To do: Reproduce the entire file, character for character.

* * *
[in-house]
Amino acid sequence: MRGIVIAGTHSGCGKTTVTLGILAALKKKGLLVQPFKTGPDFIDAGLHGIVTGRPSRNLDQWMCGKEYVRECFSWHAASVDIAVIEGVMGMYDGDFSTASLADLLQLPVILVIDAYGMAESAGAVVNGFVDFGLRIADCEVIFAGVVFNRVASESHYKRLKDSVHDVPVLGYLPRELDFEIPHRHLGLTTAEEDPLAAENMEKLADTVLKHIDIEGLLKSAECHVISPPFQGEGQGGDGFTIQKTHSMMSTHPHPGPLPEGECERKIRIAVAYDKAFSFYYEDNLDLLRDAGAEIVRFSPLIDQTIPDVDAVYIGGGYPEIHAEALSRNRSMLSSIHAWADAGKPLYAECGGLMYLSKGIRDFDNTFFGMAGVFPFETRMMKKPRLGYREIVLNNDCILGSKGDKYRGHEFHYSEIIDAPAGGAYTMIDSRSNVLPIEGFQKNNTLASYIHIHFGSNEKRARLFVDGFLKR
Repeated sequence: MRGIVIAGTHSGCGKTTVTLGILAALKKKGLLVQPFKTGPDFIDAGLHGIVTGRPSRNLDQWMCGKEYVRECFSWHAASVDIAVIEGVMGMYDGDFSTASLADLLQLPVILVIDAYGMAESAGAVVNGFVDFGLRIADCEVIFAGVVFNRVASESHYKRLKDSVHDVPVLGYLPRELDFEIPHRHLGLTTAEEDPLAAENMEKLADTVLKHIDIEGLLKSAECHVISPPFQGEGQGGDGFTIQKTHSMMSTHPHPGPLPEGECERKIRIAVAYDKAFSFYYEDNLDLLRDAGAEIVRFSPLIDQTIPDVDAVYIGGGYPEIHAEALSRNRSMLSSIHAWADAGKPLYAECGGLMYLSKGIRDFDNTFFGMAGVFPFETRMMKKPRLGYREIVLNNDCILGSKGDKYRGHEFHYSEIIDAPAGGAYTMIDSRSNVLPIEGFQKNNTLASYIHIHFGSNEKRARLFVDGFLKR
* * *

[in-house]
Amino acid sequence: MRGIVIAGTHSGCGKTTVTLGILAALKKKGLLVQPFKTGPDFIDAGLHGIVTGRPSRNLDQWMCGKEYVRECFSWHAASVDIAVIEGVMGMYDGDFSTASLADLLQLPVILVIDAYGMAESAGAVVNGFVDFGLRIADCEVIFAGVVFNRVASESHYKRLKDSVHDVPVLGYLPRELDFEIPHRHLGLTTAEEDPLAAENMEKLADTVLKHIDIEGLLKSAECHVISPPFQGEGQGGDGFTIQKTHSMMSTHPHPGPLPEGECERKIRIAVAYDKAFSFYYEDNLDLLRDAGAEIVRFSPLIDQTIPDVDAVYIGGGYPEIHAEALSRNRSMLSSIHAWADAGKPLYAECGGLMYLSKGIRDFDNTFFGMAGVFPFETRMMKKPRLGYREIVLNNDCILGSKGDKYRGHEFHYSEIIDAPAGGAYTMIDSRSNVLPIEGFQKNNTLASYIHIHFGSNEKRARLFVDGFLKR
Repeated sequence: MRGIVIAGTHSGCGKTTVTLGILAALKKKGLLVQPFKTGPDFIDAGLHGIVTGRPSRNLDQWMCGKEYVRECFSWHAASVDIAVIEGVMGMYDGDFSTASLADLLQLPVILVIDAYGMAESAGAVVNGFVDFGLRIADCEVIFAGVVFNRVASESHYKRLKDSVHDVPVLGYLPRELDFEIPHRHLGLTTAEEDPLAAENMEKLADTVLKHIDIEGLLKSAECHVISPPFQGEGQGGDGFTIQKTHSMMSTHPHPGPLPEGECERKIRIAVAYDKAFSFYYEDNLDLLRDAGAEIVRFSPLIDQTIPDVDAVYIGGGYPEIHAEALSRNRSMLSSIHAWADAGKPLYAECGGLMYLSKGIRDFDNTFFGMAGVFPFETRMMKKPRLGYREIVLNNDCILGSKGDKYRGHEFHYSEIIDAPAGGAYTMIDSRSNVLPIEGFQKNNTLASYIHIHFGSNEKRARLFVDGFLKR